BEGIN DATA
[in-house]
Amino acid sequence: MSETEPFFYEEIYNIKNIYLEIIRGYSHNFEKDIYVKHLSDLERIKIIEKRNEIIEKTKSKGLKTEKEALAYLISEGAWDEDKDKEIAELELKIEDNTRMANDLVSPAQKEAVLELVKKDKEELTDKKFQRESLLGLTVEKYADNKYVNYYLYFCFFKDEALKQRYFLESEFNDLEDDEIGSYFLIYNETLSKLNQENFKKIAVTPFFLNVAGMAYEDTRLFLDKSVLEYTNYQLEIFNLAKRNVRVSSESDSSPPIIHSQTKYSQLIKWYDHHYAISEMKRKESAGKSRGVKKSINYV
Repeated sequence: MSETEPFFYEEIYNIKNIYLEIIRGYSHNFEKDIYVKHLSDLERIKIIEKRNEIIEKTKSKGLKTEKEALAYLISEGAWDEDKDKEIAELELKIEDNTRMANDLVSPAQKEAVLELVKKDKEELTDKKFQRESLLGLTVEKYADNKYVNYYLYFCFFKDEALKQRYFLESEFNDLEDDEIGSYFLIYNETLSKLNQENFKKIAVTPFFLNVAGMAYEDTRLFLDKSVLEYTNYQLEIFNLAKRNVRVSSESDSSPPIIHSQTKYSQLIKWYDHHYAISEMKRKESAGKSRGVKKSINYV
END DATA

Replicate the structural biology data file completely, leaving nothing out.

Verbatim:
[in-house]
Amino acid sequence: MSETEPFFYEEIYNIKNIYLEIIRGYSHNFEKDIYVKHLSDLERIKIIEKRNEIIEKTKSKGLKTEKEALAYLISEGAWDEDKDKEIAELELKIEDNTRMANDLVSPAQKEAVLELVKKDKEELTDKKFQRESLLGLTVEKYADNKYVNYYLYFCFFKDEALKQRYFLESEFNDLEDDEIGSYFLIYNETLSKLNQENFKKIAVTPFFLNVAGMAYEDTRLFLDKSVLEYTNYQLEIFNLAKRNVRVSSESDSSPPIIHSQTKYSQLIKWYDHHYAISEMKRKESAGKSRGVKKSINYV
Repeated sequence: MSETEPFFYEEIYNIKNIYLEIIRGYSHNFEKDIYVKHLSDLERIKIIEKRNEIIEKTKSKGLKTEKEALAYLISEGAWDEDKDKEIAELELKIEDNTRMANDLVSPAQKEAVLELVKKDKEELTDKKFQRESLLGLTVEKYADNKYVNYYLYFCFFKDEALKQRYFLESEFNDLEDDEIGSYFLIYNETLSKLNQENFKKIAVTPFFLNVAGMAYEDTRLFLDKSVLEYTNYQLEIFNLAKRNVRVSSESDSSPPIIHSQTKYSQLIKWYDHHYAISEMKRKESAGKSRGVKKSINYV